serious omissions, such as the failure to consider the impact of slavery as an institution on American society, the total absence of mention of any rights movement of the twentieth century other than the civil rights movement, and the almost complete omission of Latin America from “world” history. We pointed out multiple examples of misleading or unbalanced details in U.S. history, government, and citizenship: for instance, the persistent conflation of the founding of our nation in 1776 with the framing of our government in 1789, the Mexican-American War as one optional example of westward expansion; and attributing the fall of communism single-handedly to Ronald Reagan. In a curriculum with strong emphasis on individual leaders only three Native Americans were listed: Pocahontas, Squanto, and Sacagawea; and of the twelve women mentioned by name throughout the proposed standards, not one was principally known for her advocacy for women’s rights.

Yecke allegedly responded that these complaints amounted to a “hate-America agenda”.

Part Three

Moving on to higher education, the OAH also notes that:

Second, foreign historians, students, and researchers are now subject to interminable review if they apply for entry to the U.S. or for renewal of green cards. The resulting delays have often been enough to deter scholars from taking up or seeking to retain positions in American institutions. In the last year alone, foreign students (especially from China) have overwhelmingly applied to other countries, rather than to the U.S. (with especially severe consequences for the sciences). The State Department’s recent action revoking the visa of the eminent Muslim scholar from Switzerland, Tariq Ramadan, and preventing him from taking up teaching duties at Notre Dame University, has attracted especially widespread attention.

As I posted at the time, even smearmeister Daniel Pipes could only come up with a very lame “worry” that Ramadan could not prove he is not secretly working for al-Qaeda. The battle against Middle Eastern studies has been going on for some time, as Salon reported a year ago, with Tom DeLay claiming that “academic freedom” really means freedom from having to hear anything critical of Israel. Just recently in New York Joseph Massad has been placed under investigation at Columbia University – not after any students made complaints to university authorities, but after a campaign from The New York Sun and Rep. Anthony Weiner. Massad’s totally unambiguous rejection of anti-Semitism (the vice of which he is unsurprisingly tarred with) and his position can be read here. And, of course, the academic study of the Middle East is also hampered by law. As The New York Times reported in February (reposted here):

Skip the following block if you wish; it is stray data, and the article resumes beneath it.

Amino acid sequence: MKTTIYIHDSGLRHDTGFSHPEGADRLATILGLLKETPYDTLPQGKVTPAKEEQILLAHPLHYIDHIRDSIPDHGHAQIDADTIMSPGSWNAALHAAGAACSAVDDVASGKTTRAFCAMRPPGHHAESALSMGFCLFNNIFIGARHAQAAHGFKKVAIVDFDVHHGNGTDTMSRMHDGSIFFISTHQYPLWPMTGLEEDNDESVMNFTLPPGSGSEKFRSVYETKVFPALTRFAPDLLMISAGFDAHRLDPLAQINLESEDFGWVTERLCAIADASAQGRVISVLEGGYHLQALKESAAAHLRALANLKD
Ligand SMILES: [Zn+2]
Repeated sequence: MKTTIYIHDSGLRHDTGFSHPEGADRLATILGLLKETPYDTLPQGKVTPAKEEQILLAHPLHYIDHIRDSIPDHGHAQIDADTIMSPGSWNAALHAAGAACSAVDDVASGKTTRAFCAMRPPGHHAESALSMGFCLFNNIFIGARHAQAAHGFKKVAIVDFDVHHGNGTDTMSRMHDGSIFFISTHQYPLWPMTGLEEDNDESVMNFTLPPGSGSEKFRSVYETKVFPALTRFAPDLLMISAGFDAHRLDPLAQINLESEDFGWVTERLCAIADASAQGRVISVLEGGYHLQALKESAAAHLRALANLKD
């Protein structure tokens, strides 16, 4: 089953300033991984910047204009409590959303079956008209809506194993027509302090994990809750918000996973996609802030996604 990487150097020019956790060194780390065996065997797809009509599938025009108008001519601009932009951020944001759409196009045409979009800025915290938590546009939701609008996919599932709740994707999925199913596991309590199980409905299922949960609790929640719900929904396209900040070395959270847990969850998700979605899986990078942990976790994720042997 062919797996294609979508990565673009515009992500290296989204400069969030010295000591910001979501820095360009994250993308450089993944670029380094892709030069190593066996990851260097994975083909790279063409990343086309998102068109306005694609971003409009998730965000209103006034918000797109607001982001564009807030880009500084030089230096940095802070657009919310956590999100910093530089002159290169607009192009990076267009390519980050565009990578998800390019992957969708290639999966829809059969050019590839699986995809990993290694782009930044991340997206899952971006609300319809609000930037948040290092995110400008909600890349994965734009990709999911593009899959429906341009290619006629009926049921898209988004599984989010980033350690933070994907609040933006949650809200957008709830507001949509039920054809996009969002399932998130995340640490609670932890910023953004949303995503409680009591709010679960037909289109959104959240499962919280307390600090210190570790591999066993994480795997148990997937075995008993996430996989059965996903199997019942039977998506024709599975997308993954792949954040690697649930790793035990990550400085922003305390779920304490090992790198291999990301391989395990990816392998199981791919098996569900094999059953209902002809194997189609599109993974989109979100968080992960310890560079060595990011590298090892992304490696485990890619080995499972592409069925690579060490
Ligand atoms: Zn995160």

Anyone who publishes material from a country under a trade embargo is forbidden to reorder paragraphs or sentences, correct syntax or grammar, or replace “inappropriate words,” according to several advisory letters from the Treasury Department in recent months.

Adding illustrations is prohibited, too. To the baffled dismay of publishers, editors and translators who have been briefed about the policy, only publication of “camera-ready copies of manuscripts” is allowed.

Well, it may be that reports of the Death of Enlightenment have been rather exaggerated, but it’s certainly not in very good health at the moment…

(Some links snagged from The Panda’s Thumb, Pharyngula, AntiEvolution, Christianity Today Weblog, and the History News Network)

4 Responses

  1. Thanks for helping my blood pressure increase. Intellectuals have a responsibility. Work out. Get strong. Look good. Be intellectual first, of course.
    Anywho, you read Panda’s Thumb?

    It says that the single ID article in the peer-reviewed press didn’t even lay out an argument, just said that controversial parts of evolution (which are debunked by articles referenced here) suggest an alternative must exist.

    In other words, it wasn’t an ID argument.

    Ignorance=Dark Ages=Church Rule.

    Want to really understand the dark ages?

    http://www.EurAtlas.com/big/big1300.htm compared to the time, 15 years before WWI http://www.EurAtlas.com/big/big1900.htm

    Beautiful maps, in any event.

  2. “Some links snagged from” finally noticed.

  3. […] on Creationism by Gary North (linked by WND). As I noted when I surveyed Creationism in the USA a few weeks ago, Creationists use the democratic-populist impulse in American culture to undercut science with […]

  4. […] this is a battle of democracy against “elitism”. With ID Creationists making headway in several states, Hayes has a tough battle ahead. Possibly related posts: (automatically generated)Council of Europe […]